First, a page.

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Airport Profiles Last modified on May 26, 2016

Looking to the future

Joe Bates catches up with new Queensland Airports Limited CEO, Chris Mills, to find out how he has fared in his first six months in the role and learn more about some ambitious development plans.

It is still early days in the role for new Queensland Airports Limited boss, Chris Mills, who in many ways literally moved into the hot-seat six months ago as he succeeded the long-serving and popular Dennis Chant and some of his gateways are located in areas where the summer temperatures often exceed 30°C.

Indeed, Chant was the first and only CEO of Queensland Airports Limited (QAL) until his retirement last October, and in many ways the team he assembled over the last 17 years reflected his personality and determination to do the best for the group’s four gateways – Gold Coast, Townsville, Mount Isa and Longreach.

However, if Mills is feeling the pressure he certainly isn’t showing it as he has already brought in a few additions to the management team and is busy fine-tuning QAL’s plans for key new facilities at both Gold Coast and Townsville airports.

The fact that he has been promoted from within – Mills joined QAL as its chief financial officer in June 2014 – also ensured that he was able to hit the ground running due to his familiarity with QAL’s airport system and knowledge of its future requirements.

Since taking on the CEO role, Mills has restructured the business and the management team. Internal promotions have been balanced with some new faces, including a new chief financial officer with an airline industry background, a commercial expert from a major Australian airport, and someone to oversee the human resources and information technology aspects of the business.

He enthuses: “I’ve been given an exciting opportunity to take a successful and well-run company to the next stage over the coming years. Who could ask for more?” 

“Our management team has changed significantly. We have a great team, a good blend of experienced and established QAL people together with new faces who are bringing a different perspective to the organisation. Across the business we have wonderful people to make it all happen.

“I’m not here to see the business stay still – we want to grow, and we are well positioned to make that happen.”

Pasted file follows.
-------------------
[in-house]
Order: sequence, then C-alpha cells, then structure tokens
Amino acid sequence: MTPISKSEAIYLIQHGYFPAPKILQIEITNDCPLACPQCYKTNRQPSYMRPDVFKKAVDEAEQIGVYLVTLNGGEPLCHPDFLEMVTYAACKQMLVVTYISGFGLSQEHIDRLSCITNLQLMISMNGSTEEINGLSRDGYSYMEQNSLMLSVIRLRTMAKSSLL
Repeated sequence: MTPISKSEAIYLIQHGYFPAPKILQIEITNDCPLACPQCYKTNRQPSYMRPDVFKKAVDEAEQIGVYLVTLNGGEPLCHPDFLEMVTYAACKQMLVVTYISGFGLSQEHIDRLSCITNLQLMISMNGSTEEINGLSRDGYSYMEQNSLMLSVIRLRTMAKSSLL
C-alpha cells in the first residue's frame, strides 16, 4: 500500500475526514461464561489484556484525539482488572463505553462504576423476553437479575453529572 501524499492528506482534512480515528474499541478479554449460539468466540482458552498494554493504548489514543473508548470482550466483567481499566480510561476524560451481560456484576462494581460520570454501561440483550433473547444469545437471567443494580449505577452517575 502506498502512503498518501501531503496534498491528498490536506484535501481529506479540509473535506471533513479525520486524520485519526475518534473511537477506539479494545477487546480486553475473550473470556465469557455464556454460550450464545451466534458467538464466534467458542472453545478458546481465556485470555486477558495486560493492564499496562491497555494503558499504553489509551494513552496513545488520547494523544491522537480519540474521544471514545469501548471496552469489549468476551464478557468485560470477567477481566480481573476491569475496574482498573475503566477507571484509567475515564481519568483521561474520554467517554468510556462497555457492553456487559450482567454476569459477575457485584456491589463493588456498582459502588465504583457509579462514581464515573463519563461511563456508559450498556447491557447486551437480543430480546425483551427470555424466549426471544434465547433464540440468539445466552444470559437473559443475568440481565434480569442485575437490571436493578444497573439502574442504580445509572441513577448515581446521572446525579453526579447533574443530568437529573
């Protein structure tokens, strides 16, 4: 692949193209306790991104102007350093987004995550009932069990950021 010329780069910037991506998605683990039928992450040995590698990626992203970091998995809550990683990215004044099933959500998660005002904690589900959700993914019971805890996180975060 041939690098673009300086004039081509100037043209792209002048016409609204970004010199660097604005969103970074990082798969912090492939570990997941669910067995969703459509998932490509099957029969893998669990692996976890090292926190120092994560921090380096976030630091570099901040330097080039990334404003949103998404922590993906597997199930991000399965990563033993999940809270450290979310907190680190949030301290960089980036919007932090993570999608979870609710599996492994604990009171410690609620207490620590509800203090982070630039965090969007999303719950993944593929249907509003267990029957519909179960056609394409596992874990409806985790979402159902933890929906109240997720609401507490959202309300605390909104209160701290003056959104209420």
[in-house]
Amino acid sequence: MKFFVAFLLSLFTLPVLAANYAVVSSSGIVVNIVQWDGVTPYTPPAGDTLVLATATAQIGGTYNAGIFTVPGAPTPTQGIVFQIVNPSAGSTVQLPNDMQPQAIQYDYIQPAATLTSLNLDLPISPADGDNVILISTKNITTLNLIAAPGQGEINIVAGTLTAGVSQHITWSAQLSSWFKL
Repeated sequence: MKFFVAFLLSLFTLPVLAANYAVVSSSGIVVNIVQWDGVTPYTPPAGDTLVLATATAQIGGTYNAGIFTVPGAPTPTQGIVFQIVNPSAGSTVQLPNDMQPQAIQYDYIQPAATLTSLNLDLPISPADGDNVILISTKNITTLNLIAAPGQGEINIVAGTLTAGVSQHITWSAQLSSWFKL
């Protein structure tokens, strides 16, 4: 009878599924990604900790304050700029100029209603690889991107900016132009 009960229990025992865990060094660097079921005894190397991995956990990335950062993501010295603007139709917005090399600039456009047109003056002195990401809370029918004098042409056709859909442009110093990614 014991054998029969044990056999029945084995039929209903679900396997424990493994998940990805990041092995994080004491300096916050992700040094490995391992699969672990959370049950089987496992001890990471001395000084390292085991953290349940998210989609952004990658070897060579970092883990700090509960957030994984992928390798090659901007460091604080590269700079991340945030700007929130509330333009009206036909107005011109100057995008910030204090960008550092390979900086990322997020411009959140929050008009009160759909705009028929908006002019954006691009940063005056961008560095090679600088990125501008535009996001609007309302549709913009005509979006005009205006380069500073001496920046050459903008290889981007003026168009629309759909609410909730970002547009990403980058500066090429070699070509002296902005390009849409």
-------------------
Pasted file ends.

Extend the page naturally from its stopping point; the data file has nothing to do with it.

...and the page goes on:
He adds: “Because I didn’t come into the role cold, people know me and I know them and that has definitely made the transition to CEO much easier.

“My management style is about setting a clear strategy and goals, and working with the team to achieve those goals. I am visible and accessible – my door is always open. I have an experienced and supportive Board to guide me along the way.”

Mills describes his first few months as being “incredibly busy”, and he is not exaggerating.

For, in addition to the new faces, QAL has also welcomed a number of new routes and gained approval for major revamps of the terminals at both Gold Coast and Townsville airports.

In fact approval of the $300 million terminal redevelopment project at Gold Coast was granted in February this year and, as a result, construction of an extension building will begin later this year with completion expected in late 2017.

He also notes that in January the federal government approved plans to install an Instrument Landing System (ILS) at Gold Coast Airport, which despite being the sixth busiest gateway in Australia is the only one of the country’s top 12 airports not to have one today.

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Reflections on 2015

So how would he describe 2015 for QAL?
“I’d say it was a good year for a number of reasons and 2016 is off to a great start,” says Mills.

His assessment is primarily based on traffic growth, new routes and the green light for a handful of projects across his airport network.

In terms of traffic growth, Mills notes that Gold Coast Airport – the jewel in QAL’s crown – handled more than six million passengers in a calendar year for the first time in its history in 2015.

And it achieved another major milestone in September with the introduction of services to Mainland China, courtesy of Jetstar flights to Wuhan. 

The route was joined by Hong Kong (Hong Kong Airlines) in January 2016 and contributed towards a best ever month for the gateway, when it handled more than 600,000 passengers.

He notes: “Our first Mainland China route wasn’t something that just happened overnight, it was years in the making and involved a lot of time and effort and being on the ground in China to build up our relationship with the travel agents and tourism companies.

“With our services to Wuhan and Hong Kong, I now feel that we have a foothold in China, but we have only just scratched the surface in terms of the potential.”

Some 1.6 million passengers (+0.2%) passed through Townsville Airport in 2015, which, most significantly, says Mills, saw the resumption of international services with the introduction of Jetstar flights to the Indonesian holiday island of Bali.

And an excellent period for that airport was capped off in January this year when QAL gained government approval for a $42 million terminal redevelopment project.

Developing sustainable businesses is a key focus for the future, and will be evident in the terminal redevelopments.

Mills also notes that a $3.75 million project is currently underway at Mount Isa Airport to upgrade the gateway’s existing car park and equip it with solar panels which will provide over half of the airport’s energy needs. Around 200,000 passengers passed through the airport last year.

This year also saw the completion of a project to install 396 solar panels on the roof the terminal building at Longreach, providing enough power to offset almost all of the airport’s energy needs during the day. The smallest airport in its network by quite some way, Longreach handled 37,000 passengers in 2015. 

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Role of airports

QAL employs around 200 staff across its four airports, which all have a distinct and very different role to play.

Gold Coast Airport, located around 100 kilometres south of Brisbane, is tourism and leisure focused so the market it serves is very much concentrated on inbound holidaymakers and outbound passengers travelling on vacation or visiting friends and relatives (VFR).